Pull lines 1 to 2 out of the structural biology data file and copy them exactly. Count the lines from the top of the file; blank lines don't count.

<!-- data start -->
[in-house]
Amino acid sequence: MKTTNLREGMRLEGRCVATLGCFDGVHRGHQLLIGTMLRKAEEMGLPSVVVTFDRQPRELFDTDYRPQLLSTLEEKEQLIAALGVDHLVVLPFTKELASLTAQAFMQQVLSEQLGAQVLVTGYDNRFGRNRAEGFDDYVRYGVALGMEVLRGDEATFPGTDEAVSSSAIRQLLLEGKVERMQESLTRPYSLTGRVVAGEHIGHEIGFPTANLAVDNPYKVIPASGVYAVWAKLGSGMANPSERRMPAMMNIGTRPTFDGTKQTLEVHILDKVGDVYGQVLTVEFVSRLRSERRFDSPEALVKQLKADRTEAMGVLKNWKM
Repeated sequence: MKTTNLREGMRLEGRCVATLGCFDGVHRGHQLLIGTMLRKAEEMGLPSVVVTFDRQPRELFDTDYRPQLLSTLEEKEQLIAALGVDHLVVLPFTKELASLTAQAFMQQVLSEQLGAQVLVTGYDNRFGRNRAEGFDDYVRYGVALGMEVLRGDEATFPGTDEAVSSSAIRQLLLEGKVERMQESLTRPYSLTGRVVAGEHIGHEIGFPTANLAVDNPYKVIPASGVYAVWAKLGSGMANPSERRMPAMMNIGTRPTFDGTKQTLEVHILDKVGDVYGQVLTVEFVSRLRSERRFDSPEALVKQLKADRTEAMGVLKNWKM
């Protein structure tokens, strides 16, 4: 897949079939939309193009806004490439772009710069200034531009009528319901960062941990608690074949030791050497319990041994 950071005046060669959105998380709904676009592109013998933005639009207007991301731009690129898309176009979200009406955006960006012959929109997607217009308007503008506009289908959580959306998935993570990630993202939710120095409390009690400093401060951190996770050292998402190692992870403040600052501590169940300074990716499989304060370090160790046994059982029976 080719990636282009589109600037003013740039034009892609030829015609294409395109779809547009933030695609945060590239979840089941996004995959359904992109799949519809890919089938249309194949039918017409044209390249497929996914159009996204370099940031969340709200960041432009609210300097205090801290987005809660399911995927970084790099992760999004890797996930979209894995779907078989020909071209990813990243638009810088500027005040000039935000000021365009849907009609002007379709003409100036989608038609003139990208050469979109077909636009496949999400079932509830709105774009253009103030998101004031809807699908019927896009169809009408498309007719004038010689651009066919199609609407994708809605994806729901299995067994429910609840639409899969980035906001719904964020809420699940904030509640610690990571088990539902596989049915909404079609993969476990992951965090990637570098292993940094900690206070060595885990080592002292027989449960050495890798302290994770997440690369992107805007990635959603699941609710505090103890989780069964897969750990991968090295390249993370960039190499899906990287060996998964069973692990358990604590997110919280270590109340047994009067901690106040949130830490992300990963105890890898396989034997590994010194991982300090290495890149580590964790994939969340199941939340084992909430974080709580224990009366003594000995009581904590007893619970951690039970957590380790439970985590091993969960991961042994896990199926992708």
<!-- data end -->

[in-house]
Amino acid sequence: MKTTNLREGMRLEGRCVATLGCFDGVHRGHQLLIGTMLRKAEEMGLPSVVVTFDRQPRELFDTDYRPQLLSTLEEKEQLIAALGVDHLVVLPFTKELASLTAQAFMQQVLSEQLGAQVLVTGYDNRFGRNRAEGFDDYVRYGVALGMEVLRGDEATFPGTDEAVSSSAIRQLLLEGKVERMQESLTRPYSLTGRVVAGEHIGHEIGFPTANLAVDNPYKVIPASGVYAVWAKLGSGMANPSERRMPAMMNIGTRPTFDGTKQTLEVHILDKVGDVYGQVLTVEFVSRLRSERRFDSPEALVKQLKADRTEAMGVLKNWKM